Grails 3.3 Integration Testing with Spock Mocks

It is easy to use the Spock Framework, shipped with Grails, to mock or stub a collaborator (such as a service) in our Grails unit tests.

The Testing chapter explains a bit about mocking collaborators, doWithSpring/doWithConfig callback methods, the FreshRuntime annotation to mock beans in tests — but they’re mainly for unit testing.

How about mocking beans in an integration test?

Continue reading “Grails 3.3 Integration Testing with Spock Mocks”

How to mock configuration in a Grails unit- or integration test?

Sometimes you may need to mock Grails (application) configuration in an unit or integration test.

E.g. you want to test code which normally would access the property jmxEnabled from the following configuration block:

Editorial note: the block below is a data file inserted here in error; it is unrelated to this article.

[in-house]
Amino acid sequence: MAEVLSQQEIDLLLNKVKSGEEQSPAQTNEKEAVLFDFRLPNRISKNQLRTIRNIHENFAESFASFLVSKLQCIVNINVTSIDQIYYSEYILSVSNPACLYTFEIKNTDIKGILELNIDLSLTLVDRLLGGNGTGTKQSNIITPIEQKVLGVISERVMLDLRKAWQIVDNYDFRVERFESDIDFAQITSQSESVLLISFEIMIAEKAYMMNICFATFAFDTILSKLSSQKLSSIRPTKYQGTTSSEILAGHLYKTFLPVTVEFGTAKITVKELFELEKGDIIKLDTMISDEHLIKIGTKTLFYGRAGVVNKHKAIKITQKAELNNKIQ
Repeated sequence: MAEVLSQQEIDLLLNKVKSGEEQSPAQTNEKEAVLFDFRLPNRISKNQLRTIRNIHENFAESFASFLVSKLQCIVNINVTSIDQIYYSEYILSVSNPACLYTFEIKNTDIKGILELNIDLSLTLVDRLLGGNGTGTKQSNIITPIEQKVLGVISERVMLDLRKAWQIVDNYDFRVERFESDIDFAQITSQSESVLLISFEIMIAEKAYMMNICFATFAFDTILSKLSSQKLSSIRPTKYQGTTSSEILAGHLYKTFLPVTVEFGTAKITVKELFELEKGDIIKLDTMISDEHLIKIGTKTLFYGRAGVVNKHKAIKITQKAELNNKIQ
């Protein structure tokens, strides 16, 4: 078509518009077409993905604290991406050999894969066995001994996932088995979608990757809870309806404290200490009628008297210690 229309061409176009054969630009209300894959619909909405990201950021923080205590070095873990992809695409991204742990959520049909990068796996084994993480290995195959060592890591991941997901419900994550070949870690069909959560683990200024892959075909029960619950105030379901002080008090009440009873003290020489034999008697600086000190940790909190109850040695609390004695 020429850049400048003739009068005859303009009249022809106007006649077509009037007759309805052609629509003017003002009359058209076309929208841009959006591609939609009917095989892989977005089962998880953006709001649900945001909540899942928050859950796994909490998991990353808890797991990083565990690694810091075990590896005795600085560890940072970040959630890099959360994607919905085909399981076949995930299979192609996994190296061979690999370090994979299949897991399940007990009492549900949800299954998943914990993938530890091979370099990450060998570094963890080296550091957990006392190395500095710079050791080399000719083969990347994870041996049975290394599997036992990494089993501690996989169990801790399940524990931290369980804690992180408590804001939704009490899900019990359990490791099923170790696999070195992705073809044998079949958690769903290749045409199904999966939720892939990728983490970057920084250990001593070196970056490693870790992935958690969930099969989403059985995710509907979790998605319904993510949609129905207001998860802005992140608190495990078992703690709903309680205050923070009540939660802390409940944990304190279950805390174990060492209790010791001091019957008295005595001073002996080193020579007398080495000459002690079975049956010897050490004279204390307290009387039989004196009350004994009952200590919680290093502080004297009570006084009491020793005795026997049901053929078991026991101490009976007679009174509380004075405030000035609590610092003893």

In Grails 2 in Config.groovy

someService {
  jmxEnabled = true

or Grails 3 in application.yml

  jmxEnabled: true

Here’s are the most simple options for a Grails 2.4.x or Grails 3.0.x Spock unit- or integration test.

Unit test

In your unit test you have an implicit config reference you can use. Either in a specific test or in a setup() initialize it with a value you want to test with.

class MyServiceSpec extends Specification {

  def setup() {
    config.someService.jmxEnabled = false

This is actually the getConfig() method in the GrailsUnitTestMixin class which Grails automatically “mixes” into your unit test class.

Integration test

In your integration test, inject grailsApplication as a bean and access the configuration through its config property – just as you would in the actual production code.

class MyServiceIntegrationSpec extends Specification {

  def grailsApplication

  def setup() {
    grailsApplication.config.someService.jmxEnabled = false

Written for Grails 2.4+ and Grails 3.0.x.